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Top Tips for Digestion of Christmas Dinner

I have to start this post by addressing the role of stress in digestion. If your body is in the 'fight or flight' state, under stress, exhausted but thinking of your massive 'to-do' list, the last thing it will be doing is focussing on how well you digest your food! 

Christmas can be stressful but given how much more we seem to consume during this time make sure you keep up with your relaxing activities, don't skip your yoga, massage or gentle gym session and start your preparations early (the Boxing Day sales are a great time to purchase next year's presents!).

You are also only stressing your body more if you decide to 'diet' in the lead up to an event like Christmas, which people often do by restricting fats, then get to the holiday period and shock their system with lots of rich, high fat foods during a short period. This can overwhelm the digestive system and encourage it to store the excess, or in some cases can cause gall stones to form. Just stay sensible!

Common Christmas Day and dinner in the UK

In 2013 the hotel chain Travelodge asked 2500 of their guests about their Christmas Day schedules, which included: the first alcoholic drink at 9:05am, breakfast at 9.19am and family sit down for Christmas dinner at 3.34pm.

Considering the promotions in supermarkets at Christmas time, you could also say that a typical Christmas Day breakfast includes rich fatty foods like smoked salmon, fried meats such as bacon and sausages, and eggs which are actually a great source of protein and fat. If, at this early point, alcohol is also introduced, digestion won't be getting off to an optimal start. Combining protein and alcohol requires the most energy to digest, and according to a study by Mario Frezza on High Blood Alcohol Levels in Women, we produce less of the digestive enzyme for alcohol as men. Sad but true.

Snacks and nibbles are readily available consisting often of refined carbohydrates often combined with refined vegetable oils (e.g. pretzels, crisps and breads) and other simple carbohydrates (e.g. dried fruits, sweets and chocolate) which will spike blood sugar.

Christmas dinner may begin with a prawn cocktail usually made with a processed mayonnaise containing refined vegetable oils followed by turkey with stuffing, vegetables and gravy. Turkey is a source of protein, and because it contains the amino acid tryptophan (which is a component of the neurotransmitter serotonin known for its mood enhancing properties and positive effects on sleep) is often said to be the reason we feel so full and sleepy after this meal. However, other foods also contain tryptophan including cheese which is often eaten after the main Christmas meal instead of, or in addition to, dessert. The sleepy feeling could also be a result of the unusually high volumes of food and alcohol being consumed in a short period!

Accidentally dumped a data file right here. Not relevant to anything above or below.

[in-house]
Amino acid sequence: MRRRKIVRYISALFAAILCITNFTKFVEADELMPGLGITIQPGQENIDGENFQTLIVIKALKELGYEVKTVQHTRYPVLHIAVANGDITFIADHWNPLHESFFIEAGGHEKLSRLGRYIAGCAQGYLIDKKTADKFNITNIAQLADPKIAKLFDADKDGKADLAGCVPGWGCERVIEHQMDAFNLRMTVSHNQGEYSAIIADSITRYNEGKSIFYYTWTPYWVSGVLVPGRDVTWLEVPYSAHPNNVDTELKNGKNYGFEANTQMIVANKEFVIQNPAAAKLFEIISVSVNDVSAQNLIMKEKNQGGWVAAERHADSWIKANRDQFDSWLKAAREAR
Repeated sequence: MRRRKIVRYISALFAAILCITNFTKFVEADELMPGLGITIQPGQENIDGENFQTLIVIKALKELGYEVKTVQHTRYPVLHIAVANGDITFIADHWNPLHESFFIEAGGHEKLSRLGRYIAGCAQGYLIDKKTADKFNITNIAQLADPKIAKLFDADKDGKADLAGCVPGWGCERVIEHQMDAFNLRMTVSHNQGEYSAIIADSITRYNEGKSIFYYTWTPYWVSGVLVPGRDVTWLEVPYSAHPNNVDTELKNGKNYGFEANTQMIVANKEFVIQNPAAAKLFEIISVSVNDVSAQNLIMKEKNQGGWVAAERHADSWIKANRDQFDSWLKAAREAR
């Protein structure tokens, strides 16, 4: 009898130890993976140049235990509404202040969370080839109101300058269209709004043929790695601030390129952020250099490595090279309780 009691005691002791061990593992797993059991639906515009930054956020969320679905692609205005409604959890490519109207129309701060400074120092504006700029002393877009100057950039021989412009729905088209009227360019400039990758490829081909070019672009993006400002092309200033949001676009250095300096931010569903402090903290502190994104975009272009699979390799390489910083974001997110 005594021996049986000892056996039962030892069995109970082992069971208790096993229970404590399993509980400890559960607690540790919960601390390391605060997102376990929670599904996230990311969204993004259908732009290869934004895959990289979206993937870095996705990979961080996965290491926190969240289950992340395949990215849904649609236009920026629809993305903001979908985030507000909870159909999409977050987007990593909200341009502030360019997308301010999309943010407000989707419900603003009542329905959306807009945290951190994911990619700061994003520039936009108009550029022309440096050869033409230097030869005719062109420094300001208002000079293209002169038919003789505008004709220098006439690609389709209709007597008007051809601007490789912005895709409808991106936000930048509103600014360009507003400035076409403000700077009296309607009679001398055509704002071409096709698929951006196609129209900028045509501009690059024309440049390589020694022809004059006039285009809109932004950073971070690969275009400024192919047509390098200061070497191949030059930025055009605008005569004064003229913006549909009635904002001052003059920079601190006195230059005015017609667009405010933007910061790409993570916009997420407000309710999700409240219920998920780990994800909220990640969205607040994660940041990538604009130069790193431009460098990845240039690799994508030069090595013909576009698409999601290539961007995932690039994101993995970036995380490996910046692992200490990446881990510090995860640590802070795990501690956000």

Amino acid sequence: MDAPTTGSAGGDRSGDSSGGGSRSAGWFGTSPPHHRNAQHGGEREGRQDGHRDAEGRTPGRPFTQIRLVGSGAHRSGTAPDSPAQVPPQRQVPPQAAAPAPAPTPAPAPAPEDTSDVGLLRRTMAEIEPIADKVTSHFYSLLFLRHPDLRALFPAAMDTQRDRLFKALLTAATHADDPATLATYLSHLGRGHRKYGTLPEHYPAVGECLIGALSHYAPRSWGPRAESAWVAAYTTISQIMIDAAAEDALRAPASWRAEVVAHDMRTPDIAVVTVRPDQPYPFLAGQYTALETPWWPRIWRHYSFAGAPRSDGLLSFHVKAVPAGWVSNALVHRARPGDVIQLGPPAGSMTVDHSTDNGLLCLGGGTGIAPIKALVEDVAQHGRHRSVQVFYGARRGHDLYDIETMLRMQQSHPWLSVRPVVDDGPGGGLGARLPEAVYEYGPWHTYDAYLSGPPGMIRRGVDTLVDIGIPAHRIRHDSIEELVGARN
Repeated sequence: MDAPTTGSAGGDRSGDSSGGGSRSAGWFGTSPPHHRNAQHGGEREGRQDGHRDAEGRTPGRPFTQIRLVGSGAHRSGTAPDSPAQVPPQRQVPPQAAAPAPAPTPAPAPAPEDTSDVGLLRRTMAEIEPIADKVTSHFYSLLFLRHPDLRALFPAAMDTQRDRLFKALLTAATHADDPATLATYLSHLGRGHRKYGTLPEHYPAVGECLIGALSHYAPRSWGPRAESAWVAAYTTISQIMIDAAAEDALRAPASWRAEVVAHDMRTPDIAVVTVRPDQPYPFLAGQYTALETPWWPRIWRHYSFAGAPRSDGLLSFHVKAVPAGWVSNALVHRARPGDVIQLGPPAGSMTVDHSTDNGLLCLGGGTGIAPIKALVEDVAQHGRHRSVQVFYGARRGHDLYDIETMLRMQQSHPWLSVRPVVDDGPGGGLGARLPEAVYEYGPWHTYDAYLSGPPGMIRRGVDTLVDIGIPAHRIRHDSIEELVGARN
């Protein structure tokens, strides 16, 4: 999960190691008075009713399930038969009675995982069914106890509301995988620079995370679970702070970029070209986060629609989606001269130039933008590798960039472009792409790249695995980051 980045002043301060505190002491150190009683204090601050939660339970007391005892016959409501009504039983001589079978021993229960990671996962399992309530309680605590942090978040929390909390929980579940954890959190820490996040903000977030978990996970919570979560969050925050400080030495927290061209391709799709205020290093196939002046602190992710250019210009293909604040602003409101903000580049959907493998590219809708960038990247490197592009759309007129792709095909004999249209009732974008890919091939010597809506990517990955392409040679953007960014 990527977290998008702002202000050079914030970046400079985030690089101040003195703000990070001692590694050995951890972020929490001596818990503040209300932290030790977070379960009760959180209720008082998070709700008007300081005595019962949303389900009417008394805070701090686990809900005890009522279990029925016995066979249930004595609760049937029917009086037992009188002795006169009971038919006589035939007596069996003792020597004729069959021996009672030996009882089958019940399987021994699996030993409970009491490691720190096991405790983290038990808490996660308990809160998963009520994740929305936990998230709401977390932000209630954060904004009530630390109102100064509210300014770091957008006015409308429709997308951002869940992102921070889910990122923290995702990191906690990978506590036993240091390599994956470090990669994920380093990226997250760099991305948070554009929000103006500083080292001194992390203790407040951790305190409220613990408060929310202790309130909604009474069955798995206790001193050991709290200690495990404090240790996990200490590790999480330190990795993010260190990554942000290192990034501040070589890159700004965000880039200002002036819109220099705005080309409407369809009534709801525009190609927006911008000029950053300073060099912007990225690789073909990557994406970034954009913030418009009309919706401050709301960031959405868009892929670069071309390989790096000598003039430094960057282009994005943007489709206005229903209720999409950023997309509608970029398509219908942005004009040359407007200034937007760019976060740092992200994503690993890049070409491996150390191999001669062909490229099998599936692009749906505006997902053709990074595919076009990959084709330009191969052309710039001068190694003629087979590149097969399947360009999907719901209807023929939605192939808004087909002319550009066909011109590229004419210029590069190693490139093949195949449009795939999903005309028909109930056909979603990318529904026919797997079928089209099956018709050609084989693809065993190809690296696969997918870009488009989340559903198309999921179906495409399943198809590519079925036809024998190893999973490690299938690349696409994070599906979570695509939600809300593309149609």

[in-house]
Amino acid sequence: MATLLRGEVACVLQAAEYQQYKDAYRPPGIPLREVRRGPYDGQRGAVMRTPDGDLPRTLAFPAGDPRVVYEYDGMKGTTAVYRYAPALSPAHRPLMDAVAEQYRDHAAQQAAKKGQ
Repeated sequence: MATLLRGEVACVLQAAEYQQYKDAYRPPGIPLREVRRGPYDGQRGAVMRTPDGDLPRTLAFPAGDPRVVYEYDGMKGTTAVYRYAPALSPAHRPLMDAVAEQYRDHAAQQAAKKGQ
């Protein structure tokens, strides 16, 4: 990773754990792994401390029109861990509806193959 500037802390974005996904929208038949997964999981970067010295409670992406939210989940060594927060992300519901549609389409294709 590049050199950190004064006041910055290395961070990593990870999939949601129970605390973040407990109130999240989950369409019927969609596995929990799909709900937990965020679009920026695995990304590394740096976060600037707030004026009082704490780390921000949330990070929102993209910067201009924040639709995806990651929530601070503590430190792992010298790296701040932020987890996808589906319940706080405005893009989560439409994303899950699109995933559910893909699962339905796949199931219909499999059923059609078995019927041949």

Christmas dinner is not necessarily all bad for the gut. Many traditional Christmas vegetables have digestion promoting properties including cabbage (especially fermented) and brussel sprouts. Chestnuts, often included in stuffing, are good sources of fibre, vitamin C, vitamin B6 and folate.

Whilst dessert is likely to include high amounts of refined sugars which will spike blood sugar before it wears off and the sleepiness sets in. A high cocoa (or cacao) chocolate product is a good source of magnesium and other health promoting ingredients.

Top 10 Tips to Boost Your Digestion on Christmas Day

  1. Try a short, hard workout Christmas morning to build up your insulin sensitivity so it can play its role better when the glucose hits the bloodstream. Further, according to Ben Greenfield basic strength training before a big meal will activate specific sugar transporters responsible for taking up carbohydrates into muscle tissue, instead of into storage fat. You could try: a jumping jacks or burpees warmup, any squat variations with heavy weights (5-10 repetitions) then any form of body weight (jumping jacks, burpees, stairs) or machine cardio for two minutes. Finish with any deadlift variation with as heavy a weight as you can possibly lift with good form for 5-10 repetitions. Repeat step two, but for one minute instead of two.
  2. Take 1-2 tablespoons of apple cider vinegar before your meal to stimulate your stomach acid. 
  3. Using (a good quality) salt with your meal does will help stimulate your stomach acid too.
  4. Consider eating dessert first so that the carbohydrates begin digestion before the fats and proteins are added to try and avoid unnecessary fermentation.
  5. Eat lots of vegetables with your meal for extra fibre. Or even better eat a vegetarian meal; a study on bowel transit times showed that vegetarians have faster transit times than non-vegetarians.
  6. Homemade gravy using meat juices or stock is a good way to help line and soothe the gut, and will avoid any of the additional carbohydrates and sweeteners added to shop bought, packaged versions.
  7. Resist having second servings of everything to avoid overloading the digestive system and slowing it down.
  8. Drink plenty of water, preferably before meals, but especially if drinking alcohol to hydrate the body and keep the gut nice and lubricated.
  9. Finish off the meal with a cup of peppermint tea to cool and calm the stomach down after the assault. Coffee this late in the day will impact your sleep (unless you're a super fast metaboliser) and coffee can also cause discomfort like acid reflux so probably best to stick to the herbals at this stage. Coffee can be great however, for getting the bowels moving the next morning to 'purge the turkey' ;-)
  10. Go for a walk after the main meal to use up some of the energy rather than have it stored.


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